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According to a recent Léger Marketing survey, an extraordinarily high proportion of Quebeckers – 71 per cent – favour decriminalizing euthanasia and assisted suicide. This, in a province that's been the major bastion of Catholicism in North America for so many decades. The question is so complex, and so deeply fraught with moral issues and potential abuses, that it's difficult to understand why so many people can opt for a radical solution without being, at least, a little anxious about the consequences of their choice.

Maybe the obvious bias contained in the question can explain the high rate of approval. "Do you believe decriminalizing euthanasia and assisted suicide is the right way to help people die with dignity?" asked the pollster, thereby associating euthanasia and assisted suicide with the concept of "dignity."

Aren’t doctors supposed to do everything to protect life?

Perhaps many respondents confused euthanasia with the interruption of the aggressive and useless paraphernalia used to keep terminally ill patients artificially alive. Naturally, most people are against this, although things can get quite murky. Does a doctor perform some form of "soft euthanasia" when he prescribes increasingly heavier doses of morphine to ease a patient's intolerable pain, knowing full well that the medication may hasten death? Still, the definition of euthanasia is clear: It's an act whose single goal is to initiate death, not alleviate suffering.

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There's a strong push in Quebec for decriminalizing euthanasia. The Federation of Medical Specialists has been campaigning for the past year in favour of a law that would establish clear guidelines for euthanasia – a practice, said its president, Gaétan Barrette, that goes on unacknowledged all the time in hospitals. Last year, Bloc Québécois MP Francine Lalonde introduced a private member's bill in the House of Commons that would allow, under certain circumstances, seriously ill people to decide when to end their lives.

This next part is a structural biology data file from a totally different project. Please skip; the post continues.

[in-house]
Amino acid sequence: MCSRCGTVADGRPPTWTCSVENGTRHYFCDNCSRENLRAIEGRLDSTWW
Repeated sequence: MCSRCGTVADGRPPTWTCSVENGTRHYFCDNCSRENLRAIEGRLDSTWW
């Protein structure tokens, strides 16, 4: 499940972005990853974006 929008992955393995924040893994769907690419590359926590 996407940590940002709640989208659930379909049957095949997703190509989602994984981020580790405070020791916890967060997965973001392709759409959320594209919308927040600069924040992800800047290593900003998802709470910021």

Even though this is a federal matter (it's under the Criminal Code), the Quebec government, with an eye on public opinion polls, wants to get involved, too, if only to apply pressure on Ottawa. The government set up a consultative commission that will hold hearings on euthanasia, palliative care and so on in 11 cities this fall.

The proponents of euthanasia are on a roll. Still, one can't help feeling a certain malaise when the main proponent of euthanasia is a physicians' association. Aren't doctors supposed to do everything to protect life? Would it be that some of them are exasperated to see so many terminally ill patients fighting for their miserable life when there's a shortage of intensive care beds? This is not a comfortable thought.

Hugh Anderson, a Montreal Gazette journalist who wrote a seniors' column until his recent death from cancer, was adamantly against the idea of legalizing euthanasia, because he thought that none of the safeguards that could be part of a law would prevent abuse. The slippery slope can be quite abrupt, indeed.

When the Netherlands first codified euthanasia 30 years ago (it was legalized in 2002), medically assisted suicide was allowed only for competent adults who were terminally ill. "Then," wrote Mr. Anderson, "it was extended to competent adults with incurable illnesses or disabilities, although not terminally ill. Then it was extended to competent adults who were depressed but otherwise not physically ill. Then it was extended to incompetent adult patients like Alzheimer's sufferers, on the basis that they would have asked for death if they were competent. And now it is legal for doctors in Holland to kill infants, if parents agree, if they believe their patients' suffering is intolerable or incurable."

Maybe Canada would follow a different path. But what's beyond doubt is that legalizing assisted suicide would apply terrible pressures on severely disabled or terminally ill people who don't want to die even though their lives might seem worthless in the eyes of others. The fact is that most people, whatever their condition, don't want to die. Since Oregon legalized medically assisted suicide in 1997, about 40 people a year, on average, asked for the procedure – obviously a tiny fraction of terminally ill or severely disabled people. Who, indeed, can judge the value of one's life?

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About the Author
Economics Reporter

David Parkinson has been covering business and financial markets since 1990, and has been with The Globe and Mail since 2000. A Calgary native, he received a Southam Fellowship from the University of Toronto in 1999-2000, studying international political economics. More

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